The stones aren't as huge as those at Stonehenge but they are more accessible and intact. The 'main ring' has an impressive entrance which leads to a double circle of large stones, many over 8 feet tall, and at the back there's a dark gloomy 'tomb' with a long flat stone table. Druids Temple was built much more recently than Stonehenge - somewhere around 1820. The landowner, William Danby is said to have paid locals to build it as a work-creation project during a recession. There are also stories that he hired a hermit to live there, ‘speaking to no one and allowing his beard and hair to grow’.
Children love to play hide and seek in and around Druids Temple, with many attempting to walk right round the top of the structure but it is quite slippy. Pathways stretch off into the woods (great for dog walking when it's lambing season as there are no sheep here and dogs can run around in search of plentiful sticks) in different directions so you can easily enjoy a circular walk. Within the woods you'll also find random piles of stones and dens others have made. Follow the path downhill and you'll eventually come to a gate and open moorland where you can see plentiful pheasants and grouse, and look down on Leighton Reservoir.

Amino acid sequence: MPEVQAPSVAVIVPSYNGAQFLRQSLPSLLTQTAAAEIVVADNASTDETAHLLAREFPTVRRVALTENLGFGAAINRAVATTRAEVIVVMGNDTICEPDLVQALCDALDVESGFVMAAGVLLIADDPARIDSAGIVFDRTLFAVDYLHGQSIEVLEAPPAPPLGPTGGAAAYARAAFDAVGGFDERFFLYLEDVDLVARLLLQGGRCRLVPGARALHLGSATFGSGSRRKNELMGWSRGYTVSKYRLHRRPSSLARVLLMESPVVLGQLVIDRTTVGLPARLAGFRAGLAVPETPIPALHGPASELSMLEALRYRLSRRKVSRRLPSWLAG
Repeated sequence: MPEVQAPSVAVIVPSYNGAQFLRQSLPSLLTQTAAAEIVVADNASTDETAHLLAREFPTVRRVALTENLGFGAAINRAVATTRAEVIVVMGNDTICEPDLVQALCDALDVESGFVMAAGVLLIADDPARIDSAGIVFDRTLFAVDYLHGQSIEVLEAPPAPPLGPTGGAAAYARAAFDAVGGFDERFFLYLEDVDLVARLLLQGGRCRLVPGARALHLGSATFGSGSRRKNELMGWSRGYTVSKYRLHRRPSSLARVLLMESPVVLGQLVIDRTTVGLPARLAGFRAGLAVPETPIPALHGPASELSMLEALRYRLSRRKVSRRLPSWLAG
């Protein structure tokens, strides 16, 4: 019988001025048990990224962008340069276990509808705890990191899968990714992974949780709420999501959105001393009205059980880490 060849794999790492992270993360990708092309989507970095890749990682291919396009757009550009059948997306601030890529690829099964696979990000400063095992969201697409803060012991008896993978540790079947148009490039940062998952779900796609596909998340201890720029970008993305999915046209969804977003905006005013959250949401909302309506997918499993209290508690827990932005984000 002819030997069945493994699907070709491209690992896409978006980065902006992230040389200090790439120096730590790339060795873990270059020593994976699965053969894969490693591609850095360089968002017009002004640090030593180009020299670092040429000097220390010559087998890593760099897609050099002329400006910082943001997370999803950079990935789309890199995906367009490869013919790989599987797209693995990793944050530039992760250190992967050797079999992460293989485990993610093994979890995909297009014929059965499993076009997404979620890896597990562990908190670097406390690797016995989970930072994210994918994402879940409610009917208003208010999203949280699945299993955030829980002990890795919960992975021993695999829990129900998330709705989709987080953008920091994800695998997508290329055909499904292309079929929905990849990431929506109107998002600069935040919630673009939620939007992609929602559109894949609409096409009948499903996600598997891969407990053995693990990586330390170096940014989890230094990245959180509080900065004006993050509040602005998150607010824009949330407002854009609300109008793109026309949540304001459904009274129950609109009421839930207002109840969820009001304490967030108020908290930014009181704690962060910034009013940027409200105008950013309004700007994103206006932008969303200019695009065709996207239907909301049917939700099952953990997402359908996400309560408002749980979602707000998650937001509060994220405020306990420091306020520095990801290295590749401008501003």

After exploring Druids Temple, you might like to pop down the hill a little way to the quirky Bivouac cafe bistro. It's best to double check opening times of the cafe. Druids Temple can be found by following the signs around Masham to Bivouac.